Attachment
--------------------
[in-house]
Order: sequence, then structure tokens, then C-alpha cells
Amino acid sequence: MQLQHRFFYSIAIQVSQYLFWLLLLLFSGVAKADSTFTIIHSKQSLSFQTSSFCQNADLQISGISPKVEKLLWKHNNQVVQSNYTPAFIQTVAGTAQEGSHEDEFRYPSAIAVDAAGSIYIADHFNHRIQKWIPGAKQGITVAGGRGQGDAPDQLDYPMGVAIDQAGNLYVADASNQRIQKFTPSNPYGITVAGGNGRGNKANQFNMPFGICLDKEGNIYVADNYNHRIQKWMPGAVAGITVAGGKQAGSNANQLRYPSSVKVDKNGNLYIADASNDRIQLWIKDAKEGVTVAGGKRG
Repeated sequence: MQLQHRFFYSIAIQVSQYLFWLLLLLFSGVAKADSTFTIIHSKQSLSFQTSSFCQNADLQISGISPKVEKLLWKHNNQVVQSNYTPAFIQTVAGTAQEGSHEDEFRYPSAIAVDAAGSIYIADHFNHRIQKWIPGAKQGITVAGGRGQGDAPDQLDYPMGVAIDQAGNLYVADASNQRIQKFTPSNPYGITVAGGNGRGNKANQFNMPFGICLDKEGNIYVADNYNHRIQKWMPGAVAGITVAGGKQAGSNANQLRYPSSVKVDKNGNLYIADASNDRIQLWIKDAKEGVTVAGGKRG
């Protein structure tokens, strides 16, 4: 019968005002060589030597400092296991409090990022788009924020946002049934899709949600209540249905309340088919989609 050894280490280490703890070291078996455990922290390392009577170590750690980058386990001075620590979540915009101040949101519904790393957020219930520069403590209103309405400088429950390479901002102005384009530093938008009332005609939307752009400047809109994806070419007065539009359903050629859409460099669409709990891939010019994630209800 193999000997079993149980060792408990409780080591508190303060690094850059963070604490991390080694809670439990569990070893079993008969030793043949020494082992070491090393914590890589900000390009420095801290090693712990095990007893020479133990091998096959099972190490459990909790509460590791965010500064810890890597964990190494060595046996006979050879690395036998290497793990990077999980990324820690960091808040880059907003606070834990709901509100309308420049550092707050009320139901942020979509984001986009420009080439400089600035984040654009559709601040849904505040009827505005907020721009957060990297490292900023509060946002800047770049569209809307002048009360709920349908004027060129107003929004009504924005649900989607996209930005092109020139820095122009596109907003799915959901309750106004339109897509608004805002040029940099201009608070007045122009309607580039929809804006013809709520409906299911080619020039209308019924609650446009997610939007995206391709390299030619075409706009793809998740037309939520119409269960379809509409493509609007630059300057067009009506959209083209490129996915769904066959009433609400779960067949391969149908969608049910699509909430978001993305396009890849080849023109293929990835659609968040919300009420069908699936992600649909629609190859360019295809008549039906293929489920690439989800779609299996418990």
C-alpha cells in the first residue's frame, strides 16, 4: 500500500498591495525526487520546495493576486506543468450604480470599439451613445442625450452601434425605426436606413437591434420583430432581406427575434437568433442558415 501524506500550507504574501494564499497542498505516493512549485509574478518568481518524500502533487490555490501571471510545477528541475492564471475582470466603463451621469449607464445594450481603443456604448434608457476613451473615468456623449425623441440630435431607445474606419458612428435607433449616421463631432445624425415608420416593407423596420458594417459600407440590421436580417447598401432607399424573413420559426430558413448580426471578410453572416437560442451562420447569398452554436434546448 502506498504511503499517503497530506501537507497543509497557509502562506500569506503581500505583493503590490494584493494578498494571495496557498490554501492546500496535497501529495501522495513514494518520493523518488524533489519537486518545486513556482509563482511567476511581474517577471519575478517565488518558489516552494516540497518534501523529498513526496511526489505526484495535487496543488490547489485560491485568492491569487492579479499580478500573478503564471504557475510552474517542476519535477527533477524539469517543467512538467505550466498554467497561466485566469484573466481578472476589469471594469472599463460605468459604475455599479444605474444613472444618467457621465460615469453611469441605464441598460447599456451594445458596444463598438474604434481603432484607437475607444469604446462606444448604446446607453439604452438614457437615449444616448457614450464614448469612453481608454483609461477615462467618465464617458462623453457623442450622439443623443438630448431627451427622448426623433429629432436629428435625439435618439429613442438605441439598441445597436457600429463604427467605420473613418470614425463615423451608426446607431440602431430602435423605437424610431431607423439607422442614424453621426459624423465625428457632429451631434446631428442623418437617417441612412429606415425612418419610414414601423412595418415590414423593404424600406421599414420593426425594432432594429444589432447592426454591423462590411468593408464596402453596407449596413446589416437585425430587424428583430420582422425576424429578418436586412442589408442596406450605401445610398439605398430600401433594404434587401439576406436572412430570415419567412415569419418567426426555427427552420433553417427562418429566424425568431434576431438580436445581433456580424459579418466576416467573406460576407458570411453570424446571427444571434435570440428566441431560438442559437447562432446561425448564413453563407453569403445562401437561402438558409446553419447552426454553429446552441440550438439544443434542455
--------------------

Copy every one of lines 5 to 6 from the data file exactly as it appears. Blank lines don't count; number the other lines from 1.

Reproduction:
């Protein structure tokens, strides 16, 4: 019968005002060589030597400092296991409090990022788009924020946002049934899709949600209540249905309340088919989609 050894280490280490703890070291078996455990922290390392009577170590750690980058386990001075620590979540915009101040949101519904790393957020219930520069403590209103309405400088429950390479901002102005384009530093938008009332005609939307752009400047809109994806070419007065539009359903050629859409460099669409709990891939010019994630209800 193999000997079993149980060792408990409780080591508190303060690094850059963070604490991390080694809670439990569990070893079993008969030793043949020494082992070491090393914590890589900000390009420095801290090693712990095990007893020479133990091998096959099972190490459990909790509460590791965010500064810890890597964990190494060595046996006979050879690395036998290497793990990077999980990324820690960091808040880059907003606070834990709901509100309308420049550092707050009320139901942020979509984001986009420009080439400089600035984040654009559709601040849904505040009827505005907020721009957060990297490292900023509060946002800047770049569209809307002048009360709920349908004027060129107003929004009504924005649900989607996209930005092109020139820095122009596109907003799915959901309750106004339109897509608004805002040029940099201009608070007045122009309607580039929809804006013809709520409906299911080619020039209308019924609650446009997610939007995206391709390299030619075409706009793809998740037309939520119409269960379809509409493509609007630059300057067009009506959209083209490129996915769904066959009433609400779960067949391969149908969608049910699509909430978001993305396009890849080849023109293929990835659609968040919300009420069908699936992600649909629609190859360019295809008549039906293929489920690439989800779609299996418990």
C-alpha cells in the first residue's frame, strides 16, 4: 500500500498591495525526487520546495493576486506543468450604480470599439451613445442625450452601434425605426436606413437591434420583430432581406427575434437568433442558415 501524506500550507504574501494564499497542498505516493512549485509574478518568481518524500502533487490555490501571471510545477528541475492564471475582470466603463451621469449607464445594450481603443456604448434608457476613451473615468456623449425623441440630435431607445474606419458612428435607433449616421463631432445624425415608420416593407423596420458594417459600407440590421436580417447598401432607399424573413420559426430558413448580426471578410453572416437560442451562420447569398452554436434546448 502506498504511503499517503497530506501537507497543509497557509502562506500569506503581500505583493503590490494584493494578498494571495496557498490554501492546500496535497501529495501522495513514494518520493523518488524533489519537486518545486513556482509563482511567476511581474517577471519575478517565488518558489516552494516540497518534501523529498513526496511526489505526484495535487496543488490547489485560491485568492491569487492579479499580478500573478503564471504557475510552474517542476519535477527533477524539469517543467512538467505550466498554467497561466485566469484573466481578472476589469471594469472599463460605468459604475455599479444605474444613472444618467457621465460615469453611469441605464441598460447599456451594445458596444463598438474604434481603432484607437475607444469604446462606444448604446446607453439604452438614457437615449444616448457614450464614448469612453481608454483609461477615462467618465464617458462623453457623442450622439443623443438630448431627451427622448426623433429629432436629428435625439435618439429613442438605441439598441445597436457600429463604427467605420473613418470614425463615423451608426446607431440602431430602435423605437424610431431607423439607422442614424453621426459624423465625428457632429451631434446631428442623418437617417441612412429606415425612418419610414414601423412595418415590414423593404424600406421599414420593426425594432432594429444589432447592426454591423462590411468593408464596402453596407449596413446589416437585425430587424428583430420582422425576424429578418436586412442589408442596406450605401445610398439605398430600401433594404434587401439576406436572412430570415419567412415569419418567426426555427427552420433553417427562418429566424425568431434576431438580436445581433456580424459579418466576416467573406460576407458570411453570424446571427444571434435570440428566441431560438442559437447562432446561425448564413453563407453569403445562401437561402438558409446553419447552426454553429446552441440550438439544443434542455